4 Strategies To Reduce Arguments With Neurodivergent Teens

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Children and teens with ADHD often struggle with emotional reactivity and verbal impulse control. Negative feelings and unpleasant words can intensify in the blink of an eye so that the interaction derails quickly into hostility, screaming, and tears. Conversations can escalate into arguments quickly, upsetting everyone in the family.

These situations can be easily turned around by bringing everyone’s attention to the tone of voice (T.O.V.). When conversations get heated, modifying the tone of voice (and bringing the volume down) goes a long way toward cooling off and restoring calm in the household. This can be helpful for neurotypical kids, as well. 

Quite often, kids with ADHD don’t really hear how they say things to other people and don’t fully understand the effects of what they are saying on others. They need help learning how to slow down and reflect on what they just expressed.

But, since they are usually sensitive to criticism, direct feedback can frequently backfire. Introducing the concept of tone of voice allows your son or daughter to reflect for themselves on how they can say something different and lets them come up with their own changes in how they are speaking.

They learn several executive functioning skills simultaneously: emotional regulation, personal insight, and self-control.

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Here are four ways to reduce the intensity of heated conversations with ADHD teens

1. Use calm words and tones

In a calm moment, you explain to your ADHD son or daughter (and perhaps your other children too — it works with everyone!) that sometimes people need help learning how their words and their tone of voice affect others. To that end, you will be saying to them “T. O. V.” when you think they should alter how they are speaking to you and, at times, to each other.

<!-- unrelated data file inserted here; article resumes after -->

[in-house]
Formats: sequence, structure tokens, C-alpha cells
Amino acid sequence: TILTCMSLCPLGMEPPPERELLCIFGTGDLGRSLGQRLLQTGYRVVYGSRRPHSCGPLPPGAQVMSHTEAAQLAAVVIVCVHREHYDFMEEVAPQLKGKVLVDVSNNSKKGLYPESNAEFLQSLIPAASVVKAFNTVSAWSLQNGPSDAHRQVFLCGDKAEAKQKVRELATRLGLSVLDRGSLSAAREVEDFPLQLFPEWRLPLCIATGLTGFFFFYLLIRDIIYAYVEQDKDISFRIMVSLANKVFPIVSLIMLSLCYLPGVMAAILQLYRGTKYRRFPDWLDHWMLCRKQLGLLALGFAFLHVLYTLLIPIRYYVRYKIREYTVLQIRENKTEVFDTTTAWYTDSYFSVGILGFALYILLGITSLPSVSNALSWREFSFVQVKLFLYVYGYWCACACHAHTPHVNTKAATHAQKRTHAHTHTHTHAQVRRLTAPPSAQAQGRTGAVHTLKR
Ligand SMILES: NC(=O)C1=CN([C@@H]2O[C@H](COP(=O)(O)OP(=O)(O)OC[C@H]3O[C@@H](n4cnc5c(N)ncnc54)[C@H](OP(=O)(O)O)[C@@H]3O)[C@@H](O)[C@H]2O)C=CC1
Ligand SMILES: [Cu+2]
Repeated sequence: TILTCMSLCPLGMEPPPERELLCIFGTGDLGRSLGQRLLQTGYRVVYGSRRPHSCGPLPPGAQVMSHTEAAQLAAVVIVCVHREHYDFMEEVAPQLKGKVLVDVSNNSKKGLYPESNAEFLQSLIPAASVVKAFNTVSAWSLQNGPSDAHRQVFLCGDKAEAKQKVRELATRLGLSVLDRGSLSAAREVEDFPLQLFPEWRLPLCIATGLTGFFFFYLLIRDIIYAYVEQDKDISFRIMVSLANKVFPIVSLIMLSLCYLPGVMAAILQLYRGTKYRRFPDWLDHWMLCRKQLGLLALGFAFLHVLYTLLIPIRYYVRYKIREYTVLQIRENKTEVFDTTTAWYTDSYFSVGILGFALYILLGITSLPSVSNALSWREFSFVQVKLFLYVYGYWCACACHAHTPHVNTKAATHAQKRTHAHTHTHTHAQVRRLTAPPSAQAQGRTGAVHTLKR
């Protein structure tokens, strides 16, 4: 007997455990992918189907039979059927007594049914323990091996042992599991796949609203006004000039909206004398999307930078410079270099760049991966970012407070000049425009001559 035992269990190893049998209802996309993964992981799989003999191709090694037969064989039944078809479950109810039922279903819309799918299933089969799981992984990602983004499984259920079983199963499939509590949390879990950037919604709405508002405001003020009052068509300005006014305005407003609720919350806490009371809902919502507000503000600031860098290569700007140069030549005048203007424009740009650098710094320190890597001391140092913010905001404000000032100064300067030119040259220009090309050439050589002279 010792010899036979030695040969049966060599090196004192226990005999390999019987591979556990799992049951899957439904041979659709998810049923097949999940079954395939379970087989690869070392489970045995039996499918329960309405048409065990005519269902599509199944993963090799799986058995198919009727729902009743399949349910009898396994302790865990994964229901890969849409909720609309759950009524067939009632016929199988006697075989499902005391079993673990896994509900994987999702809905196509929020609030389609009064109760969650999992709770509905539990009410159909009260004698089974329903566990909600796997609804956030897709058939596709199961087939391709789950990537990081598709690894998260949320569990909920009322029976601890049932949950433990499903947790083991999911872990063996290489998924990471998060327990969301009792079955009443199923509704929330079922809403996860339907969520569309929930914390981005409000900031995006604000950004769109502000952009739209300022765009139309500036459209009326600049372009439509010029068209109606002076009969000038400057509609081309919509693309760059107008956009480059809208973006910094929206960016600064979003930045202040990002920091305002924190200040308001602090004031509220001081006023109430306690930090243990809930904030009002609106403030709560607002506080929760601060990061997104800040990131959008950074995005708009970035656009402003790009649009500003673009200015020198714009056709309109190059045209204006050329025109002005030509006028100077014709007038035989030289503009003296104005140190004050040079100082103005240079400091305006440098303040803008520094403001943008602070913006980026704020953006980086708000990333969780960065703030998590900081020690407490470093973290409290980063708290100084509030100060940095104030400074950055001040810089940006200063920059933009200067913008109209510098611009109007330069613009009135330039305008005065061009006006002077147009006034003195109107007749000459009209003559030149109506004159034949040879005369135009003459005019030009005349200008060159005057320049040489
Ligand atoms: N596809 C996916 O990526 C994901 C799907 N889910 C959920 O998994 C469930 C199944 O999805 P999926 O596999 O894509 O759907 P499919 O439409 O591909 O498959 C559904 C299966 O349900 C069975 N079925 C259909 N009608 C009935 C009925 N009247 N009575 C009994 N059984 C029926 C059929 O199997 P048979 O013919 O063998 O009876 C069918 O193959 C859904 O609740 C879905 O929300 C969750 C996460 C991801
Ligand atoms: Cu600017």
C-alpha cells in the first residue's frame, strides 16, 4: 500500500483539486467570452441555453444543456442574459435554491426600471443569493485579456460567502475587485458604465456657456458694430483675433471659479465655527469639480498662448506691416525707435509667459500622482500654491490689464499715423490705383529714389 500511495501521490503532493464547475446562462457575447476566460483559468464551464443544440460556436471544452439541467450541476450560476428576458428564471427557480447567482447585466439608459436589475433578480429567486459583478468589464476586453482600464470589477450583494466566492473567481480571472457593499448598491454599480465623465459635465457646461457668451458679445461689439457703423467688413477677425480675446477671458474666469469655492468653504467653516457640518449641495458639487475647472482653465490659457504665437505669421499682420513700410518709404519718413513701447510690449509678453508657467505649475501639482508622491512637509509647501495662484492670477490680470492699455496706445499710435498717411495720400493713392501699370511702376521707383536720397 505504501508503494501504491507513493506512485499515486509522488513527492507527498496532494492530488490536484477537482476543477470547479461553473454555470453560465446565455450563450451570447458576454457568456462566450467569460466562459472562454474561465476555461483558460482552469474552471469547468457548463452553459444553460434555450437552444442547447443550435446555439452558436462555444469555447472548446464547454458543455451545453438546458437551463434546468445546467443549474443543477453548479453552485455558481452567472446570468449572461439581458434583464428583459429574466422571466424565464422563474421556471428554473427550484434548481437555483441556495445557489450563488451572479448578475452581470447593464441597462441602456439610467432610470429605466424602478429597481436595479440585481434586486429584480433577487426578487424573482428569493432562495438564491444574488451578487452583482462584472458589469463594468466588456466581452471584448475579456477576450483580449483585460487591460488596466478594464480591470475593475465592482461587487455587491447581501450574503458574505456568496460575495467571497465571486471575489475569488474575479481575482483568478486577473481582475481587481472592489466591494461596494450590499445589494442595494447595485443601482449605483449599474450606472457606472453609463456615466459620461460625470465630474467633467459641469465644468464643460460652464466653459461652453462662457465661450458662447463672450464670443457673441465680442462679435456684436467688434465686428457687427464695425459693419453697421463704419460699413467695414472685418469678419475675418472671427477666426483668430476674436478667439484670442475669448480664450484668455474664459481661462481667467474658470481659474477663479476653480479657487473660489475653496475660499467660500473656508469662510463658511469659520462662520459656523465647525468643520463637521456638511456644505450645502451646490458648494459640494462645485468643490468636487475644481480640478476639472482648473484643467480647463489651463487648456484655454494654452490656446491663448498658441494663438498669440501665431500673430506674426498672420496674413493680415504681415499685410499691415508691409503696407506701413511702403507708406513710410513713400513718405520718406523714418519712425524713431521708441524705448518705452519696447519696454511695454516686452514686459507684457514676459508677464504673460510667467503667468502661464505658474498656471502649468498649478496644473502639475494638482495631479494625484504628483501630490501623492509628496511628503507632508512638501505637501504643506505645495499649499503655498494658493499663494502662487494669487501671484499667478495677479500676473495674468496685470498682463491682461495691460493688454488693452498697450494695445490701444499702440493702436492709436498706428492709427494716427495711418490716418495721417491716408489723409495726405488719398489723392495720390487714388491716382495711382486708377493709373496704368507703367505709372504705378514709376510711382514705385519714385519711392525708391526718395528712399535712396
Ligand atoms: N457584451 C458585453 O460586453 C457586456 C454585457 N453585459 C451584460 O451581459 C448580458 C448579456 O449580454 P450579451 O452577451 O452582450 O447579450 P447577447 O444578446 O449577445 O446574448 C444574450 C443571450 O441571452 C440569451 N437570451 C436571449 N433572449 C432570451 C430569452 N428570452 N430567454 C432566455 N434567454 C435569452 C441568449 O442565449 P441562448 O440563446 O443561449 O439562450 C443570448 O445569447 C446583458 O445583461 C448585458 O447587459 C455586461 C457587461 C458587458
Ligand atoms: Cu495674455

Then, you will give them a minute or two to change their tone of voice and try again. Sometimes, all of us just need to recalibrate and do something over.

2. Take a break to calm down

If your child or teen can’t manage to change how they are talking to you, then taking an immediate, timed break for personal space can help. This break allows everyone to calm down and regroup; it is not a punishment. Usually, breaks of up to 5-10 minutes are sufficient but some people need more time. Agree on the time of the breaks when you have the initial conversation.

3. Alter your words and be neutral

If your son or daughter changes how they are speaking to you by lowering their volume, altering their words from provocative to more neutral, or shifting their attitude, your job is to respond to their new statements and move forward. Of course, you can appreciate their efforts when the conversation is over which provides positive reinforcement for them.

4. Monitor your own tone of voice

Be prepared that they may call “T.O.V” on you sometimes too, especially if you are yelling. How you respond to this is critical. Try acknowledging your feelings or laughing at yourself or admitting that you could do better. However, the goal is not to create a constant calling out of “T.O.V.” in your household.

Apply it only when it will help your child re-group in selective moments, such as once or twice a day. If you overuse it, it will lose its impact.

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Sharon Saline, Psy.D., is an international lecturer and workshop facilitator. She has focused her work on ADHD, anxiety, learning differences, and mental health challenges and their impact on the school and family dynamics for more than 30 years.